The medical and health technology sectors are in the midst of a period of rapid and sustained innovation. As the more traditional MedTech sectors mature, the rapid ongoing advances in computer technologies are increasingly being applied to solve problems in health and medicine. One of these subsectors which has seen particularly rapid growth in recent years is surgical robotics. In this article we analyse the global patent filing statistics in the surgical robotics subsector to identify the key trends in the field.
The surgical robotics subsector is at a crucial stage in its maturity. As the graph below illustrates, from a small number of early filings in the sector twenty years ago, innovation has accelerated in the last five years with almost 700 patent families (groups of related patent applications filed across the world relating to the same invention) first published in 2019 – the last year for which full data is available at the time of writing.
Number of new patent families published per year classified under surgical robotics (A61B 34/00)
A patent provides protection to the applicant for up to twenty years from the filing date (subject to the payment of renewal fees). As shown in the chart above, the earliest patents in the sector were publishing around 20 years ago, meaning the earliest surgical robotics patents are now beginning to expire. The expiry of these early broad patents is likely to open up the sector, reducing barriers to entry and providing greater opportunities for newcomers to establish themselves in the field.
The applicants filing the most patent applications for surgical robotics inventions have been identified below. Although the market is still currently dominated by a small number of large companies based in the USA, there are now a number of emerging European companies pioneering innovative new techniques.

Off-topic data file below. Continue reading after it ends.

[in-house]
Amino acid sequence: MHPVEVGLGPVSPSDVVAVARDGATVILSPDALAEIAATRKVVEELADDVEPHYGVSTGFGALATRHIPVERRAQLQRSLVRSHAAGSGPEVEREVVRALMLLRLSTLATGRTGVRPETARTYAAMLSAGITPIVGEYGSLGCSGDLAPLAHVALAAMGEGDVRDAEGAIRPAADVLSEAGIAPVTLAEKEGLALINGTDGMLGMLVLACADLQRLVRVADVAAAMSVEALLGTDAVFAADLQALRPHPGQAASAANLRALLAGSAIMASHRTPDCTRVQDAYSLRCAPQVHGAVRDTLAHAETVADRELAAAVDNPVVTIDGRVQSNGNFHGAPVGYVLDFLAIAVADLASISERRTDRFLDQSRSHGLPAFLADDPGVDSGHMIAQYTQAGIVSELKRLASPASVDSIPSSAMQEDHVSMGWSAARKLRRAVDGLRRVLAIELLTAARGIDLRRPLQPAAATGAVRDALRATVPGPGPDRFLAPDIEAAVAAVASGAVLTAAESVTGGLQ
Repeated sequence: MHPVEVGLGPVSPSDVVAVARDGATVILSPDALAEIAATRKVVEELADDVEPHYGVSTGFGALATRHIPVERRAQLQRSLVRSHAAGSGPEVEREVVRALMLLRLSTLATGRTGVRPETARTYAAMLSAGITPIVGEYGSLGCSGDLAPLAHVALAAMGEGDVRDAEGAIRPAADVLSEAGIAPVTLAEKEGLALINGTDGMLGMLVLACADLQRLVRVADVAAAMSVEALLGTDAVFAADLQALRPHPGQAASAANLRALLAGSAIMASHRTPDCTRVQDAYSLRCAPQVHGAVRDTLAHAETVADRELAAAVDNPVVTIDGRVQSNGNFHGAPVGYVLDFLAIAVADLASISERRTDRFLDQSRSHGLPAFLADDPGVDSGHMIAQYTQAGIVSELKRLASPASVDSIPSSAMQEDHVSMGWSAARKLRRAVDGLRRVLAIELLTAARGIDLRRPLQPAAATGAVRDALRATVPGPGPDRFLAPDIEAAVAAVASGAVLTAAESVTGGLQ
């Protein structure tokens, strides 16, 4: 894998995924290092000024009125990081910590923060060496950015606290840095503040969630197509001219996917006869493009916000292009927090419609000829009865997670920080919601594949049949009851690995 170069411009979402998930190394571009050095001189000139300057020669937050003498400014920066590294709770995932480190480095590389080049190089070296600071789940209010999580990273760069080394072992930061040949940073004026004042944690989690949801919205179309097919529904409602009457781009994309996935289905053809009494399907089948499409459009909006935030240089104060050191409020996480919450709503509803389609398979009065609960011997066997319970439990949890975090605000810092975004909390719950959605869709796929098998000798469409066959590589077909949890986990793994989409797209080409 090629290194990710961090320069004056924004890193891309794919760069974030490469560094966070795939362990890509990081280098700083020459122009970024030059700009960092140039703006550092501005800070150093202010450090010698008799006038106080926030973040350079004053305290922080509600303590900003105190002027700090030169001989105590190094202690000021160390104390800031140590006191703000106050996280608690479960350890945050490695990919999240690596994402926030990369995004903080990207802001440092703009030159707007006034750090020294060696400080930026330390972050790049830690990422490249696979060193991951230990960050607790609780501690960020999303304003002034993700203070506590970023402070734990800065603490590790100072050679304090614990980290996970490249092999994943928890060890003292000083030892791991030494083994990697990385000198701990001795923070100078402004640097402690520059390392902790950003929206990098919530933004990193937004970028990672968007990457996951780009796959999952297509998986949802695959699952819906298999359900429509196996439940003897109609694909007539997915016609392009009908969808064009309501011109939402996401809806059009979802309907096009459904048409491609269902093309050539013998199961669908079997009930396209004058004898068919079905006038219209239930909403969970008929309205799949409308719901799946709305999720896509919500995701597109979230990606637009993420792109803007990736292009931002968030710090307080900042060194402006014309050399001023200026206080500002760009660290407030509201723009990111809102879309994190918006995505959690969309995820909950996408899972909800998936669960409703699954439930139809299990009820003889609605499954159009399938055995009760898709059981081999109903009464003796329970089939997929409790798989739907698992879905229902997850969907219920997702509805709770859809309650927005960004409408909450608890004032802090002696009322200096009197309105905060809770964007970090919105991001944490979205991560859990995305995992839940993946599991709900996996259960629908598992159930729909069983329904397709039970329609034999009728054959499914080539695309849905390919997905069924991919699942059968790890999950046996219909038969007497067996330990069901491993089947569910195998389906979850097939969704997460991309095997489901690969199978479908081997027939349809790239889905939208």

Many of these smaller companies are quickly bought up by the larger market leaders looking to access their patent portfolios and knowhow to strengthen their position in the market. Already this year for example, Medtronic (who purchased Covidien in 2015) acquired British company Digital Surgery  and Intuitive Surgical purchased Orpheus Medical .
CMR Surgical based in Cambridge (incorporated in 2014), which achieved “unicorn” status with a $1bn+ valuation following its funding round last year , has thus far resisted takeover from one of the dominant companies. Instead CMR has built its own vast patent portfolio covering its Versius robotic surgery system which is already being used by several NHS hospitals, as well as others around the world.
Top 10 applicants ordered by number of applications filed since 2015
The chart below shows the national patent offices in which surgical robotics patent applications are being filed. Patents are territorial, and therefore in order to prevent competitors from being able to freely manufacture and/or use their invention, applicants must apply for patents in each jurisdiction of interest. The chart therefore gives an indication of the countries that companies in the sector consider to be the main markets for their products.